Most sales organizations have mapped the steps in their selling process. The buying process, however, is the missing element. What is often missing are the steps and actions the buying organization goes through from being uninterested and unaware to interest and eventually to the issuance of a purchase order. Marketing can accelerate the new product introduction by making it easy for the sales representatives to understand how their customers buy

What Messages Convey Value and Differentiate the Solution?

To differentiate is to stand out in a crowded field and to be different in a way that is meaningful to each buyer. Without differentiation, the status quo looks pretty good and there is no reason to consider an alternative product, service or solution. Differentiation must resonate with buyers. Has the selling organization clearly differentiated the product in ways that are concise and compelling for each buyer? Can the sales force articulate the message effectively?

In today’s healthcare market, buyers demand proof of value. Sales is faced with the task of demonstrating value with evidence of improved clinical outcomes or cost avoidance. This is what matters most to hospital buyers.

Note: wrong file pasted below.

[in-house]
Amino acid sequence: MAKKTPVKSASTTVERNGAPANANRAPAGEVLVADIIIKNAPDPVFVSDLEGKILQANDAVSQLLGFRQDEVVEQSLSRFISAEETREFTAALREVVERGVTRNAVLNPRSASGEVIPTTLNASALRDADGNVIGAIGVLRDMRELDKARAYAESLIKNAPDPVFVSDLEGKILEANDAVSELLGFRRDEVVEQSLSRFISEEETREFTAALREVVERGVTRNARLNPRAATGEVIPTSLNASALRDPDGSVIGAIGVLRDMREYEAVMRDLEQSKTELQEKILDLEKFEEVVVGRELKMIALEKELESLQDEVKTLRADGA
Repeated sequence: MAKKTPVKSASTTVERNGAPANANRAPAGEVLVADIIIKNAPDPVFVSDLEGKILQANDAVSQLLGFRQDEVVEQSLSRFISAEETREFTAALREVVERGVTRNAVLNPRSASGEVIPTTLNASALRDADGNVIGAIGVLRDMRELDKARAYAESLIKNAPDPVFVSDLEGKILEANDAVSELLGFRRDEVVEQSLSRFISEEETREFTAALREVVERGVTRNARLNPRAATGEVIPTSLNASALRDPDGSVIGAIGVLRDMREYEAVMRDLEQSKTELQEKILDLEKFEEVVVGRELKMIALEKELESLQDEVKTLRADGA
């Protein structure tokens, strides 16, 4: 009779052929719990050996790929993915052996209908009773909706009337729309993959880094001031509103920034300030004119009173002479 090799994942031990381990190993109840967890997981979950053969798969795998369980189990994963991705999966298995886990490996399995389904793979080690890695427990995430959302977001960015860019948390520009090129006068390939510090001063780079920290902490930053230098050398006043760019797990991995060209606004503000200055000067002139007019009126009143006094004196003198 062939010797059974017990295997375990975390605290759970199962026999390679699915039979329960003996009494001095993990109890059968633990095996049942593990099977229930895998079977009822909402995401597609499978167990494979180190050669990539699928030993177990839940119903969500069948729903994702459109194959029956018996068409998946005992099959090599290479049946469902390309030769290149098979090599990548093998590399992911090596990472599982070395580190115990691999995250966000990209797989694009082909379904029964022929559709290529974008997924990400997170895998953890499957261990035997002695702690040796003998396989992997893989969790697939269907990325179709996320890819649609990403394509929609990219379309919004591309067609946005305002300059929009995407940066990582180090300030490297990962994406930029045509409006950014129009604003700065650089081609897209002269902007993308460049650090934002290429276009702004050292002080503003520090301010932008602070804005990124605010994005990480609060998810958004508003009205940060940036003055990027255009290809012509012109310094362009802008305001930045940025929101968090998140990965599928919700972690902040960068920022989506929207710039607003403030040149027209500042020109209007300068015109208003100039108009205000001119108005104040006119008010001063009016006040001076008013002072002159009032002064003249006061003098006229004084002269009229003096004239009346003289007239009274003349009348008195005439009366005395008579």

Is marketing providing compelling value messages with adequate documentation and support? Where is the unbiased evidence, clinical data, case studies of ROI and TCO and testimonials that validate your claim of value?

Where’s the Real Competition?

In every sale there are four competitors: buy from someone else i.e. a direct competitor that has similar technology or capabilities, using the budget for something else, using internal resources or doing nothing.2 Marketing needs to compile scenarios or “playbooks” that will help sales neutralize the status quo or disrupt a competitive position. How does the new product fair against similar competitive solutions.

Why Should Buyers Purchase Now?

Why should the hospital buy the product now? What trigger event is driving the buyer’s interest? Who is experiencing the pain? How important is it to alleviate the pain? Windows of opportunity are only open for limited timeframes. So, why must they buy now?

How Does the Solution Minimize Risk?